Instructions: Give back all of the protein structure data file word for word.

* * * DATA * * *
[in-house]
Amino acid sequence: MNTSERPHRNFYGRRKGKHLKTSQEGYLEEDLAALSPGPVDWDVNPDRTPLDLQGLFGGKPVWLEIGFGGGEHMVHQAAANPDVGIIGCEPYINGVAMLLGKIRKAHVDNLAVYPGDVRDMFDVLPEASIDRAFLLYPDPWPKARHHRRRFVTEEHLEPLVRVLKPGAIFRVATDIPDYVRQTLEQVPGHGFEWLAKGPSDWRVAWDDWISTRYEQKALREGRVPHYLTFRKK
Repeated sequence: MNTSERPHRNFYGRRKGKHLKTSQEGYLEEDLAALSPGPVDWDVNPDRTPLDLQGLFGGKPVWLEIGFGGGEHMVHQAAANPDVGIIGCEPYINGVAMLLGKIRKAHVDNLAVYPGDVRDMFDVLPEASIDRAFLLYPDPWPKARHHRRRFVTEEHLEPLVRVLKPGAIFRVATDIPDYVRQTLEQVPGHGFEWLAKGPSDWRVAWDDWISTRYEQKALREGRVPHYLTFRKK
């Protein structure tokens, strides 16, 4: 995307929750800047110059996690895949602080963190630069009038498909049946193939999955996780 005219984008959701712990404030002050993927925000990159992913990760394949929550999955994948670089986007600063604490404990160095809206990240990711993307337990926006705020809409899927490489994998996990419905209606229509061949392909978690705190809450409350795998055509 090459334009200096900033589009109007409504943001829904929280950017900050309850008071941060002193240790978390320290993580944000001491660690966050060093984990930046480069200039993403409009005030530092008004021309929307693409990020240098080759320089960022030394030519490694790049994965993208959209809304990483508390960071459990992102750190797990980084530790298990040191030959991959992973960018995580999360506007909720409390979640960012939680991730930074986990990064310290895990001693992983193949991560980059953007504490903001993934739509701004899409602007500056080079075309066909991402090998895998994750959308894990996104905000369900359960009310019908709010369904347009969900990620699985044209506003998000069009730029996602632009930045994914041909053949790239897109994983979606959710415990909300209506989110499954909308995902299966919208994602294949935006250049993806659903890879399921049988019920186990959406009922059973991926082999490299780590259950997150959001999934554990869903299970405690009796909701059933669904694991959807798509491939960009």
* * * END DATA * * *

[in-house]
Amino acid sequence: MNTSERPHRNFYGRRKGKHLKTSQEGYLEEDLAALSPGPVDWDVNPDRTPLDLQGLFGGKPVWLEIGFGGGEHMVHQAAANPDVGIIGCEPYINGVAMLLGKIRKAHVDNLAVYPGDVRDMFDVLPEASIDRAFLLYPDPWPKARHHRRRFVTEEHLEPLVRVLKPGAIFRVATDIPDYVRQTLEQVPGHGFEWLAKGPSDWRVAWDDWISTRYEQKALREGRVPHYLTFRKK
Repeated sequence: MNTSERPHRNFYGRRKGKHLKTSQEGYLEEDLAALSPGPVDWDVNPDRTPLDLQGLFGGKPVWLEIGFGGGEHMVHQAAANPDVGIIGCEPYINGVAMLLGKIRKAHVDNLAVYPGDVRDMFDVLPEASIDRAFLLYPDPWPKARHHRRRFVTEEHLEPLVRVLKPGAIFRVATDIPDYVRQTLEQVPGHGFEWLAKGPSDWRVAWDDWISTRYEQKALREGRVPHYLTFRKK
């Protein structure tokens, strides 16, 4: 995307929750800047110059996690895949602080963190630069009038498909049946193939999955996780 005219984008959701712990404030002050993927925000990159992913990760394949929550999955994948670089986007600063604490404990160095809206990240990711993307337990926006705020809409899927490489994998996990419905209606229509061949392909978690705190809450409350795998055509 090459334009200096900033589009109007409504943001829904929280950017900050309850008071941060002193240790978390320290993580944000001491660690966050060093984990930046480069200039993403409009005030530092008004021309929307693409990020240098080759320089960022030394030519490694790049994965993208959209809304990483508390960071459990992102750190797990980084530790298990040191030959991959992973960018995580999360506007909720409390979640960012939680991730930074986990990064310290895990001693992983193949991560980059953007504490903001993934739509701004899409602007500056080079075309066909991402090998895998994750959308894990996104905000369900359960009310019908709010369904347009969900990620699985044209506003998000069009730029996602632009930045994914041909053949790239897109994983979606959710415990909300209506989110499954909308995902299966919208994602294949935006250049993806659903890879399921049988019920186990959406009922059973991926082999490299780590259950997150959001999934554990869903299970405690009796909701059933669904694991959807798509491939960009």